W3C home > Mailing lists > Public > www-html@w3.org > February 2000

RE: inline CSS (was: is anyone interested in XHTML?)

From: Jelks Cabaniss <jelks@jelks.nu>
Date: Tue, 22 Feb 2000 19:11:22 -0500
To: <www-html@w3.org>
Arjun Ray wrote:

> > Back to inline styling.  Let's say, while using your CSS-aware
> > authoring tool, you select a word and press the "change text color
> > ... to red" button.
> Without denying the possibility - or perhaps inevitability - of
> CSS-aware tools shaping up to look and feel like this, I'd say that
> such a tool ought to be considered broken.  OK, "broken" is much too
> strong a word.  Let's try tagsoup-ish...

"Tagsoup-ish" in that there's markup involved for the purpose of suggesting
presentation, yes.  But I think there's a big difference between using "tags"
and using an attribute designed for that purpose.

> I think this scenario, in a nutshell, explains why generalized markup
> has no chance in an inexorably low-tech web, where people just want
> one-offs.

On the World Wide Web, there are likely always going to be a large number of
constituents whose only concern is presentation, not semantics.  In such cases
you can come up with vargaries of emphasis1, emphasis2, emphasis3, etc.  Or, at
least in [x]HTML you can say "there ain't no semantics".  Some possibilities:

1)  STYLE attribute: <span style="color: red">Buy now</span> and save big.

2)  CLASS attribute: <span class="emphasis2">Buy now</span> and save big.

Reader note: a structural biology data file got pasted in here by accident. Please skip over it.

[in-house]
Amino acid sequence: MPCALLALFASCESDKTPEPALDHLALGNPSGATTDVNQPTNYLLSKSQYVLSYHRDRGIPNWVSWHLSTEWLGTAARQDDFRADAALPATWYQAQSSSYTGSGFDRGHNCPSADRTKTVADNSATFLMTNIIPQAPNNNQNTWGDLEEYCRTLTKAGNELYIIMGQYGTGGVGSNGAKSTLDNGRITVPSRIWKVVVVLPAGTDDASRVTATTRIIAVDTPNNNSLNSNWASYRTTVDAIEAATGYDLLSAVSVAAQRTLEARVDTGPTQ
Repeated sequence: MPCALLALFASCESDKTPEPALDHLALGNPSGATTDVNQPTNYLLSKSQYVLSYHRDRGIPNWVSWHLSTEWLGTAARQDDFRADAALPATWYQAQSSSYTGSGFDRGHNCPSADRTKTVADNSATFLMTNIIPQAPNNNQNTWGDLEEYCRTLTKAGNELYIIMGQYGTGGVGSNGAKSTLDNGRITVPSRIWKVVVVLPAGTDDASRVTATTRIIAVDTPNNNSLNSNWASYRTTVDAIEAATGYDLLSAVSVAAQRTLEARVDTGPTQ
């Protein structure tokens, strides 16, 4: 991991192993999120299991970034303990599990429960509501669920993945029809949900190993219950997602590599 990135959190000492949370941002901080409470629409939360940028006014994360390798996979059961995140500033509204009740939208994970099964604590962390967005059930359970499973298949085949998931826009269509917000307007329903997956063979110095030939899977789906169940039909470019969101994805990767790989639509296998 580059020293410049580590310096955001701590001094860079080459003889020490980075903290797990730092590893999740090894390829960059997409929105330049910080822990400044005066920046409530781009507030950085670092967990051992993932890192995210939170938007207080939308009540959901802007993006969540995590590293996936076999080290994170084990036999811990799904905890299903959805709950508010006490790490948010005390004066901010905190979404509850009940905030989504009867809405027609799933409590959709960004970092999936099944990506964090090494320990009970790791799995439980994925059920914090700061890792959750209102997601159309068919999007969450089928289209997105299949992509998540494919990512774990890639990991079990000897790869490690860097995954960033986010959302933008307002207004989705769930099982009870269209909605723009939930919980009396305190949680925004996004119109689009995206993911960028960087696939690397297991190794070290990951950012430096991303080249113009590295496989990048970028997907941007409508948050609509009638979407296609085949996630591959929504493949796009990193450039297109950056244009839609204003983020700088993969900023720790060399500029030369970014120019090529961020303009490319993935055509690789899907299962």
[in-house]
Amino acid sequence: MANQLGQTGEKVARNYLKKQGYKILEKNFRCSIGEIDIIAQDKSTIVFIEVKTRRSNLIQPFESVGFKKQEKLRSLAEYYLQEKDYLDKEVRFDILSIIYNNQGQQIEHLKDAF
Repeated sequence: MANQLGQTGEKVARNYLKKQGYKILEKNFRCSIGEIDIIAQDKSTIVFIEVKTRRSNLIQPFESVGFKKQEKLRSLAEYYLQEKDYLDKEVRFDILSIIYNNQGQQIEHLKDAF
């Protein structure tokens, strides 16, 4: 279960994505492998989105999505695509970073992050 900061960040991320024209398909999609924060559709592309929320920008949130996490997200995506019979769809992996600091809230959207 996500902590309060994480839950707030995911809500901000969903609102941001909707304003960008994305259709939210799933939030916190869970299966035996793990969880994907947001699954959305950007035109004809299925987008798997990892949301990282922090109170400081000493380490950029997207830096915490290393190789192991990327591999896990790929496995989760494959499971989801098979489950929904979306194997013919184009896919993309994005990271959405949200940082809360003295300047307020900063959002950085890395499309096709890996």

stylesheet:   .emphasis2 { color: red }

3)  New element:     <emphasis2>Buy now</emphasis2> and save big.
         stylesheet:   emphasis { color: red }

4)  XSL FO:          Buy now and save big.

         <xsl:template match="long XPath selector yielding the
                              5th sentence of the 3rd paragraph
                              of the 2nd section following the
                              foo element, and get the first
                              2 words">
              <fo:inline-sequence color="red">

	(or something like that; the XSL-FO drafts are in a, uh,
	state of flux)

Until/if XSL FOs are implemented (which is what this is really all about),
making the style attribute "Legacy" is, IMO, premature.  And even for those who
*do* know what semantics is about, the style attribute can come in handy.  As
Sue Sims said in an earlier message:

    Speaking up: I think it is very important to keep the simplicity.
    Stretch extensibility to the max if you must, but don't *make* me go
    there with you.

    On the rare occasion I need to override a rule from my external CSS, I
    really don't want to try to remember (or even look up) the syntax for
    the 'next to the last <a> in the 42nd <p> which is a descendent of the
    3rd nested <div>'. Let me <span> the silly thing and be done with

Received on Tuesday, 22 February 2000 19:14:18 UTC

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